* Sterling gains pushes dollar index lower after Brexit
* Dollar backs away from 9-month high vs yen
* Euro capped by concerns over Italy's referendum
* Graphic: World FX rates in 2016 tmsnrt.rs/2egbfVh
(New throughout after moves in sterling)
By Patrick Graham
LONDON, Dec 1 A perceived crack in Britain's
"hard Brexit" line on leaving the European Union dominated
trading on major currency markets on Thursday, driving the pound
1 percent higher and helping spur a retreat in broader measures
of the dollar's strength.
Sterling surged 1.2 percent to a three-week high of $1.2663,
also hitting an almost three-month high of 83.95 pence per euro
after Brexit minister David Davis said Britain would consider
paying into the EU budget for market access.
As the dust settled, traders were sceptical whether the
remarks meant the Conservative administration was getting any
closer to giving up the immigration controls that are seen as
likely to block such access.
But they were the latest sign of a softer line that offers
hope whatever solution emerges in talks starting next year may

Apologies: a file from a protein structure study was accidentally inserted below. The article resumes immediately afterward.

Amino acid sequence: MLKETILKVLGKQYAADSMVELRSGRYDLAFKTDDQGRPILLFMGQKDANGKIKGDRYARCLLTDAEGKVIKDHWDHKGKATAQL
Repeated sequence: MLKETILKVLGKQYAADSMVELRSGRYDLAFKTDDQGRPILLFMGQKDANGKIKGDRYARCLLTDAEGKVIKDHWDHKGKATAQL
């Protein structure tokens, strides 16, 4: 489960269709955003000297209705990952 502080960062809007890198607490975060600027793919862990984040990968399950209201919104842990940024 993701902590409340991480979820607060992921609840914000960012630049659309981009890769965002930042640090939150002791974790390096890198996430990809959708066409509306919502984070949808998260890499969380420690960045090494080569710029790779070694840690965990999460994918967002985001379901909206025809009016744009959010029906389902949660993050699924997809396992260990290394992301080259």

not be as disruptive to Europe's major economies as previously
"The idea that single market is still a priority is a move
away from the 'hard Brexit' line," said Craig Erlam, chief
market analyst with retail brokerage Oanda in London.
"Since the two or three major selloffs we saw earlier this
year, the Bank of England has changed its stance to holding
rates next year, the data has been better and now the rhetoric
The dollar was roughly steady on the day against the yen
after hitting a 9-1/2-month high on the back of a deal to cut
OPEC oil output that drove expectations for U.S. inflation and
government bond yields higher.
The majority of banks remain focused on the prospect of more
gains for the greenback, anticipating that president-elect
Donald Trump's mix of tax cuts, spending and trade shifts will
raise growth and price pressures in the United States.
But the dollar's failure to push on strongly against the
euro - again back above $1.06 in European trade - hints
there may be some fatigue in a rally that dates back two months
and has deepened since Trump's victory on Nov. 8.
"You see some brokers on the street with forecasts of parity
or below parity (to the euro). For us it is unlikely we will get
much more strength," said Constantin Bolz, director for currency
strategy with the chief investment office of UBS in Zurich.
"The Fed is likely to hike interest rates next month and the
market has fully priced that in, along with roughly two rate
hikes next year. Now are we really likely to get three or four?"
The dollar's index against a basket of six major currencies
last stood at 101.23, having risen as high as
101.83 and off a 13-1/2-year peak of 102.05 set last week.
It was almost unchanged at 114.38 yen, down a quarter of a
percent on the day from a peak of 114.83 yen.